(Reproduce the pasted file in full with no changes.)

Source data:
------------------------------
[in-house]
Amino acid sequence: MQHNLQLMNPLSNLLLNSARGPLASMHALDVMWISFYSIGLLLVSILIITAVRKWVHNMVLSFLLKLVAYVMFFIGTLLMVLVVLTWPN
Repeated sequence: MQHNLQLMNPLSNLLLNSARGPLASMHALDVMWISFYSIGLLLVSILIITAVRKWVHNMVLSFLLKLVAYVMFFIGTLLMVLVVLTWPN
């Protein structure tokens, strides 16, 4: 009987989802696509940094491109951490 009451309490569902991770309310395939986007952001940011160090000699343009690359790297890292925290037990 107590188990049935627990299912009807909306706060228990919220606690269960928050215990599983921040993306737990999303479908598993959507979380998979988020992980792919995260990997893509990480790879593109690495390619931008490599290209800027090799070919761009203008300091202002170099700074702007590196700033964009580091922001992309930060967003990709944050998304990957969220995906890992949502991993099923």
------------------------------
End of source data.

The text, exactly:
[in-house]
Amino acid sequence: MQHNLQLMNPLSNLLLNSARGPLASMHALDVMWISFYSIGLLLVSILIITAVRKWVHNMVLSFLLKLVAYVMFFIGTLLMVLVVLTWPN
Repeated sequence: MQHNLQLMNPLSNLLLNSARGPLASMHALDVMWISFYSIGLLLVSILIITAVRKWVHNMVLSFLLKLVAYVMFFIGTLLMVLVVLTWPN
């Protein structure tokens, strides 16, 4: 009987989802696509940094491109951490 009451309490569902991770309310395939986007952001940011160090000699343009690359790297890292925290037990 107590188990049935627990299912009807909306706060228990919220606690269960928050215990599983921040993306737990999303479908598993959507979380998979988020992980792919995260990997893509990480790879593109690495390619931008490599290209800027090799070919761009203008300091202002170099700074702007590196700033964009580091922001992309930060967003990709944050998304990957969220995906890992949502991993099923």